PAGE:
Advertisements

Facing The Abandonment Issue

In September of 2002, nearly four months after my 55th birthday, I became a father for the first time in my life. I was in China with Linda, who would later take me as her husband, to adopt our Aimee. Actually, since we weren’t married she had to adopt as a single mother and I was sort of along for the ride, though I was all in.

As part of the process, I had joined a Yahoo chat group especially for parents and prospective parents adopting in China. I also joined a group led by internationally adopted adults who were willing to share their experiences, as well as their admonishments.

I was very active for a while and what follows is one of my posts (from October of 2005) that is still being shared every month with prospective parents of Chinese children being adopted by people in the U.S.:

************

Gosh, Gordon. You ask such simple questions. My heart truly aches (along with my head) contemplating what our children will eventually deal with as they grow older and their ability to understand matures and develops.

I agree with you, in that we can’t possibly settle the abandonment issue for them. As you say, they own it and we, at best, are innocent bystanders. (I won’t even discuss on this list what “at worst” might be for fear of provoking a firestorm of protest.) What I think we can do is respect them enough to let them take the lead, by becoming loving, attentive listeners. As they gather experiences and come to realizations about the meaning of their lives, we need to be there for them; nonjudgmental, understanding, and supportive. It doesn’t hurt to read about the experiences of adult adoptees (from their own mouths – or fingers) and their parents.

Even then, we have no guarantee they will be able to answer their own questions, or resolve the issues (real or perceived) they will deal with. As you know, I have been following the discussions on IAT for some time now. It has changed how I view my role as an adoptive parent and, at times, I find myself somewhat uncomfortable with it. I consider the discomfort part of my growing process for, as you also know, it isn’t stopping Linda and I from returning to adopt another child.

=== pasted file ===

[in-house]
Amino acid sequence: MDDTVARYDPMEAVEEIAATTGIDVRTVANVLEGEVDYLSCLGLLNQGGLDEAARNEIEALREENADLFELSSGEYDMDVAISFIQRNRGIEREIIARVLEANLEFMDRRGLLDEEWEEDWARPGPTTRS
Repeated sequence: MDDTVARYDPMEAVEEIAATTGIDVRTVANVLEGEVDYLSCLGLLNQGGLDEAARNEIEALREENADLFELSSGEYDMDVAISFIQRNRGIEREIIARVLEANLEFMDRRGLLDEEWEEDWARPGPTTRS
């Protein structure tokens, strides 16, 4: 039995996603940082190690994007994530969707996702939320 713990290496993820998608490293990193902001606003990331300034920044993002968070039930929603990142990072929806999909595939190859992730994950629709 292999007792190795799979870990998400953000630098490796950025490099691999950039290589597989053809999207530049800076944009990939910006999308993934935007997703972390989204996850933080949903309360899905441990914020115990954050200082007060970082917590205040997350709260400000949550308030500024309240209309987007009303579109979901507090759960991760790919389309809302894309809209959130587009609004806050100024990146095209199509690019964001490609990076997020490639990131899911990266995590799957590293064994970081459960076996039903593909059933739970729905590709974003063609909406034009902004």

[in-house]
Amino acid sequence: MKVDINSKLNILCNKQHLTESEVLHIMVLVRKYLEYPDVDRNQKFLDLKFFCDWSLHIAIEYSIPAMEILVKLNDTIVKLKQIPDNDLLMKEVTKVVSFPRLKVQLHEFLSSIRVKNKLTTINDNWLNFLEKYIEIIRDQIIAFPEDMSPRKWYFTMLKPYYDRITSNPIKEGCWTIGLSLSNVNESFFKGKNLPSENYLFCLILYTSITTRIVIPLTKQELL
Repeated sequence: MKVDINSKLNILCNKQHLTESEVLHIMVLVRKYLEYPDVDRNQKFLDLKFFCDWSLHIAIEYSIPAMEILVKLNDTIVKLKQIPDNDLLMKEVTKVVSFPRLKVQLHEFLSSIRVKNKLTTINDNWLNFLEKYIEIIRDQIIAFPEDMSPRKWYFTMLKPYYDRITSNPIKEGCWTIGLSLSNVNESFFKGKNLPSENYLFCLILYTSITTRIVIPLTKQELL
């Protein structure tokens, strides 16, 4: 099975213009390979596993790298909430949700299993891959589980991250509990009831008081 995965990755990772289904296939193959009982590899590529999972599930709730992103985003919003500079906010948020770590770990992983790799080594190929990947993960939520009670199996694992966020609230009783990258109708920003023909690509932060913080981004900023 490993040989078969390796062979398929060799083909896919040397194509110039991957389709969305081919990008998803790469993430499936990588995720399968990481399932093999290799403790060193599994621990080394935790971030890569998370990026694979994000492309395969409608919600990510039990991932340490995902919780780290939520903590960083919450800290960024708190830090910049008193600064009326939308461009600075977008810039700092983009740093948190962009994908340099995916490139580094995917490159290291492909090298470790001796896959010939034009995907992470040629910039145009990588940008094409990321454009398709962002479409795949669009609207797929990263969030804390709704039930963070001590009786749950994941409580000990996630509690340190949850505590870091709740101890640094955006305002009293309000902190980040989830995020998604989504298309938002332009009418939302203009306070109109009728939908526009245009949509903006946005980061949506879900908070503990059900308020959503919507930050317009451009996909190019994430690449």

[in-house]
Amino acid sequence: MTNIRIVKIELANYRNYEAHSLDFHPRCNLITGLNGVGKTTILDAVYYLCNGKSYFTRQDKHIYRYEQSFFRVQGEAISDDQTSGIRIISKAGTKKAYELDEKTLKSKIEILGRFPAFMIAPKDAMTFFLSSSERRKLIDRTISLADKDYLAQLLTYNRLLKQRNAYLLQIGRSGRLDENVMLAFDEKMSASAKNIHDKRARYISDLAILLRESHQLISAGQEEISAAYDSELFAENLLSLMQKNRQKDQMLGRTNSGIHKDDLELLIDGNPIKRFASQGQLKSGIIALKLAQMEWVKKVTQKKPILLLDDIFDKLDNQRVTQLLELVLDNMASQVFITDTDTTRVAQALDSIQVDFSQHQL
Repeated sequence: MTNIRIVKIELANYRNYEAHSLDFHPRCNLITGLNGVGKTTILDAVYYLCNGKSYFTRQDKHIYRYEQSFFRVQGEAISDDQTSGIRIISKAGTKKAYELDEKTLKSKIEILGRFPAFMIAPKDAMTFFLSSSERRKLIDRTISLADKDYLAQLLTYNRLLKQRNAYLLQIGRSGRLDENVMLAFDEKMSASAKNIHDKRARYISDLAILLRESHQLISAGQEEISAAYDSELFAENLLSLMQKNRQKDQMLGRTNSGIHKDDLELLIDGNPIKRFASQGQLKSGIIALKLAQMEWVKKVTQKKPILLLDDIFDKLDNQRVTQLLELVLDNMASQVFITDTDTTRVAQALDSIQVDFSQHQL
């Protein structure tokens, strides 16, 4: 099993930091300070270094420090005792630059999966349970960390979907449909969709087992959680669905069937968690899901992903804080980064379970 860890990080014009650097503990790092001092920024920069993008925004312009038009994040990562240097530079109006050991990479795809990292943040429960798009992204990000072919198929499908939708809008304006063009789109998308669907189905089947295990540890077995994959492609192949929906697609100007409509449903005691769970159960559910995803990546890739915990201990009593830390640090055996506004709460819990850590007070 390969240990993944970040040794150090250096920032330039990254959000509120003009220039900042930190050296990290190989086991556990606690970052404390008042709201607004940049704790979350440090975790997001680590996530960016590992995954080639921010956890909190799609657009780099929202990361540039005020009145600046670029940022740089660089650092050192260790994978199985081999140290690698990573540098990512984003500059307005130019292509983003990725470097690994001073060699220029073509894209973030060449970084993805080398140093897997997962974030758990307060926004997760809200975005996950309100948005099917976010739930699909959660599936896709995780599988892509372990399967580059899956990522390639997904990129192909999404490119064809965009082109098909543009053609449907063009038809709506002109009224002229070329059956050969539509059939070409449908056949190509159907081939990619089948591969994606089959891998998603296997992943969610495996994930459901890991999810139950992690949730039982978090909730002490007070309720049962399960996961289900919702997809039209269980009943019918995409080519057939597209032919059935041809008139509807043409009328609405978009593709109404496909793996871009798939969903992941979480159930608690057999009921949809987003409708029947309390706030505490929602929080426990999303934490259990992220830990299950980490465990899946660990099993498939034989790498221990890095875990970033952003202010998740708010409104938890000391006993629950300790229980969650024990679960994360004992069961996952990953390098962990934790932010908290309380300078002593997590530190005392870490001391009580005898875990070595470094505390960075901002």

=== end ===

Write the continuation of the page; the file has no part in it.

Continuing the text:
I know you and Patti well enough to believe you will give it everything you’ve got (and maybe a little more) to do right by your children. If you haven’t already, you might want to read Cheri Register’s book “Beyond Good Intentions: a Mother Reflects on Raising Internationally Adopted Children.” I hope others will contribute to this thread. I think it’s important to understand these issues as early as possible, preferable before one travels to China.

Advertisements

About Rick Ladd

Born in 1947, I am an officially retired pensioner who still has two teenage daughters and a desire to contribute. I remain intensely interested in, and fascinated by, Systems Thinking, Machine Learning, Knowledge Management, Decision Intelligence, and Business in general. I am also conversant in such concepts as innovation and ideation, collaborative tools and strategies, crowdsourcing, and the use of social media to accomplish goals ranging from improving business processes to promoting small retail businesses. Since my "retirement" I have done a little bit of freelancing as an editor/proofreader, as well as some technical writing. I've also done a fair amount of Facebook marketing as well. There's lots more where that came from. Need some help? Perhaps another set of eyes? Contact me. The first one's free! ;0) View all posts by Rick Ladd

Go ahead! Give me a tongue lashing.

Fill in your details below or click an icon to log in:

WordPress.com Logo

You are commenting using your WordPress.com account. Log Out /  Change )

Google photo

You are commenting using your Google account. Log Out /  Change )

Twitter picture

You are commenting using your Twitter account. Log Out /  Change )

Facebook photo

You are commenting using your Facebook account. Log Out /  Change )

Connecting to %s

%d bloggers like this: